In the wake of government reforms, it’s now examiners who choose the texts that UK media students will study – not their teachers, or students themselves. What are the consequences for teaching and learning?
In the last couple of weeks, secondary school students in Britain have been sitting the first examinations to be conducted under the latest wave of government reforms. When the reforms were announced, there were widespread fears that Media Studies would simply be eliminated. In the event, the subject was not killed off – although, as I suggested two years ago, it has effectively been ‘strangled’.
The changes undoubtedly reflect the government’s hostility to Media Studies – or at least its inability or unwillingness to understand its basic aims. However, the problems here are by no means specific to this subject. The wider reforms derive from a more general commitment to a so-called ‘knowledge-based’ curriculum, and to creating an appearance of greater difficulty and rigour in the assessment process.
I say ‘appearance’, because I don’t believe the new approach is actually more difficult (however we might decide to measure this). It may be more difficult for teachers to negotiate the new assessment requirements, but that’s not the same thing as the qualification itself being more difficult. In fact, the focus on factual knowledge has led to an emphasis on rote learning, which might well make it easier for teachers to ‘teach to the test’. Meanwhile, the reduction in creative practical work and the elimination of extended, research-based coursework means that some of the more challenging aspects of the subject have been removed.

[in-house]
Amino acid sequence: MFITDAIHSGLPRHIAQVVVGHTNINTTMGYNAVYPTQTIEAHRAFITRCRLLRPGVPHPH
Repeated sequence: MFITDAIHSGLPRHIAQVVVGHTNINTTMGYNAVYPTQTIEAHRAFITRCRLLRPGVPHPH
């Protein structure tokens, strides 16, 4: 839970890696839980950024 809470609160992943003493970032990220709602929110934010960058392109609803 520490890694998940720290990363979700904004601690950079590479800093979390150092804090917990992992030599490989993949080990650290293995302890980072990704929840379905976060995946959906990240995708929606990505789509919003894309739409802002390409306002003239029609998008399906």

Nevertheless, the new courses are loaded with vastly increased quantities of specified content, and much more elaborate assessment mechanisms. The specification documents and supporting materials produced by the awarding bodies are astonishingly detailed. They don’t just prescribe topics and areas for study, but a great many of the specific points, arguments and references students will be expected to include in their examination answers. At least one awarding body has produced ‘fact sheets’ on the set texts. I’m not sure who writes these documents, but they have effectively become the tablets of stone that determine what will be taught. With such a large and detailed body of content to cover, teachers will have little incentive to look beyond them. Meanwhile, students’ exam answers are increasingly going to resemble checklists of required facts and references. Such an approach implicitly reduces teaching and learning to a matter of ticking boxes.
Read the full blog on David's site here